After a harrowing experience in their search for Burning Fish, Kat and Mangos are determined to never be poisoned again–could a Golden Pearl be the answer?!
The latest adventure of Mongoose and Meerkat, “The Golden Pearl”, by Jim Breyfogle, graces the cover of Cirsova’s Spring 2020 issue. Mangos is the Mongoose, a skilled, boastful, and hotheaded swordsman, while Kat is the Meerkat, a beautiful yet mysterious woman who favors the oblique approach to her well-chosen blade. Together, the Mongoose and the Meerkat have made a host of enemies great and small, including those who would settle their grudges with a little drop of poison. This sends the pair of adventurers on a four-week voyage to a tropical shore in search of Golden Pearls, a universal antidote.
The secret to the Golden Pearl is held by the mysterious Killanei, who in turn is guarded by a mountain of a man known as Marumbi. For Killanei knows how to grow the Elibibi fruit, which can grant a year’s worth of life. The Golden Pearls are the key to Killanei’s favor, and no man but Marumbi has eaten the Elibibi fruit for years. Those who dare to challenge this arrangement, even to heal their kith and kin, end up killed by hidden assailants.
As long as they find a Golden Pearl, the local struggle means little to the Mongoose and Meerkat. And then they find that the lonely girl who has helped them in the village since their arrival is the key to the mysteries of Killanei, the Elibibi fruit, and the Golden Pearls.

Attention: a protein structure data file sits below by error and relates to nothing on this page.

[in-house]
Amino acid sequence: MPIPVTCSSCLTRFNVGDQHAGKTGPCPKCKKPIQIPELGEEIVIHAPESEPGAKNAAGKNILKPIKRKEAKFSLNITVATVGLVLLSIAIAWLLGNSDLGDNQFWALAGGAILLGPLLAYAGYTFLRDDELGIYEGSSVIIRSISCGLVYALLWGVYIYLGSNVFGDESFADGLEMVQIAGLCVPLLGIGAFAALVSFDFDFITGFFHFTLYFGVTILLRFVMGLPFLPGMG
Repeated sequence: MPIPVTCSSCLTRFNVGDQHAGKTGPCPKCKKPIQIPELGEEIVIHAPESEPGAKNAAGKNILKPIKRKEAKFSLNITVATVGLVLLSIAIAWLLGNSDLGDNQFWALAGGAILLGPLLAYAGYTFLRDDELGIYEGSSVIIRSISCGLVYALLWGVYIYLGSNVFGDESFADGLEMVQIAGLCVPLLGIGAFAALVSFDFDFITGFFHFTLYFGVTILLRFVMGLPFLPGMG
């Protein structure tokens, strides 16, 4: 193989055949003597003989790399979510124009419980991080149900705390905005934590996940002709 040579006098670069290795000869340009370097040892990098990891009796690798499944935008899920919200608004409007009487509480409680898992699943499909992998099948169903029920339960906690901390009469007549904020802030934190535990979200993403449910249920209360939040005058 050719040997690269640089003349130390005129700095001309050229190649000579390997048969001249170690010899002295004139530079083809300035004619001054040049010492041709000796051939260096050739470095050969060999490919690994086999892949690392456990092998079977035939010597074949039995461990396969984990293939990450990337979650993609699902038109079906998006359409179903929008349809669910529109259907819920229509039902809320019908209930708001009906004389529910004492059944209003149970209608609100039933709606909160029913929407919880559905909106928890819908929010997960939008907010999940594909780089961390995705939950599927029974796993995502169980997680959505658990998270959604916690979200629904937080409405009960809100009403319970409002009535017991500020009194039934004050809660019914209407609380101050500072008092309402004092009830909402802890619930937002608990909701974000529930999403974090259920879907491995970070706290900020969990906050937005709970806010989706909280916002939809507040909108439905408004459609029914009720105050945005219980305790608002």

With this aquatic adventure, Mangos and Kat cement themselves as Cirsova’s answer to Fafhrd and the Gray Mouser. Instead of tackling issues of barbarism and civilization, the duo brush up against questions of friendship and community. “The Golden Pearl” illustrates how the actions of one person may have profound effects and change, but without the preachiness expected in such a tale. And while Mongoose and Meerkat follow in the grand tradition of pulp sword adventures by throwing in a trial of endurance, those hoping for the flash of blades will not be disappointed.
While the ending comes suddenly compared to the more leisurely stroll through setting and intrigue, I would love to see what Jim Breyfogle could do with a novelette or longer format to give the Mongoose and Meerkat more space for their adventures.